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Recent NCLT World Coins

Last week I purchased a copy of the 2016 Standard Catalog of World Coins (published by Krause) totaling 1344 pages. This edition consists mainly of recent (post 2000) issues, with the emphasis on special issues, commemoratives, bullion, and crown-like related coins. And I have to say there such is a lot of questionable stuff out there. This includes minor nations, such as the Isle of Man, putting out coins honoring Harry Potter or cats, or the Republic of Benin issuing a Franc honoring marijuana. There are also multiple countries chucking out things such as Signs of the Zodiac sets, colorized Christmas issues, square coins, rectangular coins, and odd denominations (such as $350 gold pieces) at minuscule mintages. These include issues with no regard to national history. Hard core collectors typically shy away from this stuff, and fortunately the U.S. Mint has as well, but it leaves me wondering who will eventually buy all this stuff. Sorry to say, this is where the uninformed or casual collector comes in. It seems the ghost of the Franklin Mint is alive and well and living off shore. Leafing thru this large volume has made me feel a lot better about the U.S. Mint and what they currently issue. 

6 years ago

I have asked that question for so long. Who buy's this stuff. I don't see the value in it at all but someone will. Where there's silver there's a buyer. When I buy a coin it's the workmanship the atr work. After that I start looking into the coin who made it were is it from but with these coins I also ask why! Excellent point you brought up. I've never thought to write about it but I'm glad you took the time. Thanks for the information Mike.

6 years ago

 I agree that anything struck in silver will ultimately find a buyer, no matter if its considered art or not. It's the cupronickel stuff that never really goes away, and ultimately ends up in dealers junk boxes. I was looking thru the book again last night, and if anyone really wants to put together an awesome collection of coins depicting soccer balls, soccer players, or soccer tournaments, there's plenty of stuff out there....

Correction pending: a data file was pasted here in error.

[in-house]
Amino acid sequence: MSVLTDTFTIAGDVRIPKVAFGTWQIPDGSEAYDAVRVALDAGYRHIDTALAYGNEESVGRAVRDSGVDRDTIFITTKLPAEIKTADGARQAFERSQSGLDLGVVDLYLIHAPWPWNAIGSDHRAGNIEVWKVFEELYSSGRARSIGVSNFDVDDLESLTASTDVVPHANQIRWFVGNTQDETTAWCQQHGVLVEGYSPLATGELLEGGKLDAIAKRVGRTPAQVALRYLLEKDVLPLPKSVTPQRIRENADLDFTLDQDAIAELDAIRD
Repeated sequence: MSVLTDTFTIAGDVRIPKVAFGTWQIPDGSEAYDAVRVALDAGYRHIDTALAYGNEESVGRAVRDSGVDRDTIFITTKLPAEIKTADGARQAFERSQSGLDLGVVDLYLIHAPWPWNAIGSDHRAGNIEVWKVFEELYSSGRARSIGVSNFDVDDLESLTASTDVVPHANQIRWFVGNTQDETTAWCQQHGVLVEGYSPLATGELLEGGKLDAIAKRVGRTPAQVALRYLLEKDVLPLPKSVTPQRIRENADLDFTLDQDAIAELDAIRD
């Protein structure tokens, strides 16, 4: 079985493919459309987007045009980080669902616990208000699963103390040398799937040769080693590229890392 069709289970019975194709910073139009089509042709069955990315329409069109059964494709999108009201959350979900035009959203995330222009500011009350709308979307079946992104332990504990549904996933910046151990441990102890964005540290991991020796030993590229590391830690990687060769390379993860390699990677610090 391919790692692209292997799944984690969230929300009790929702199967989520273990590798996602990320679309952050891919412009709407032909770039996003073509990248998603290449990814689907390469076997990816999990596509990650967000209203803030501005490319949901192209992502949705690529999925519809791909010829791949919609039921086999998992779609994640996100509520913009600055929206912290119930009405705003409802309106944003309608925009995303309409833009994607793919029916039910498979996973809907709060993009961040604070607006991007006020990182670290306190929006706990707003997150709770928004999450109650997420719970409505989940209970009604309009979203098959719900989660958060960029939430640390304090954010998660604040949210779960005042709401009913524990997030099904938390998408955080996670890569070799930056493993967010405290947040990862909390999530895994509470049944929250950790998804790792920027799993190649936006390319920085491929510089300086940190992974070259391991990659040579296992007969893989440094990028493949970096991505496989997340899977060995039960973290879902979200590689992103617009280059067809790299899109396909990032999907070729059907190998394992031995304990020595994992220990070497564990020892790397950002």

6 years ago

Charles Morgan of Coinweek recently posted a related story concerning the abundance of foreign mints presently producing non-circulating collector coins. Morgan's article, "The Elephant in The Room," can be found on Coinweek.com, which, like Money.org, is also a great website.

6 years ago

Thanks for the information I'll  go look it up. Also in this week's coin world there's an article on over six thousand dimes being returned. Just last week it was a thousand. They say some were returned because of credit card declines. But they don't understand the others. I would be hesitant to buy a returned coin. They said some will be sold they don't know what to do with the others. Again thank you my friend. I know when I see your name I'm  going to pick something up.mike

6 years ago

Most of these themes are just for "entertainment" and they use silver and gold as "enticement".  For example, grandparents will buy these for their grand children expecting the silver/gold aspect as an investment in their future, knowing that they will appreciate the "entertainment" side of the coin in the here and now!

6 years ago

Although I steer clear of this stuff myself I think there is a potential upside. If any of these issues create a new collector then I don't mind. I mean, who hasn't bought something that they regretted later.

6 years ago
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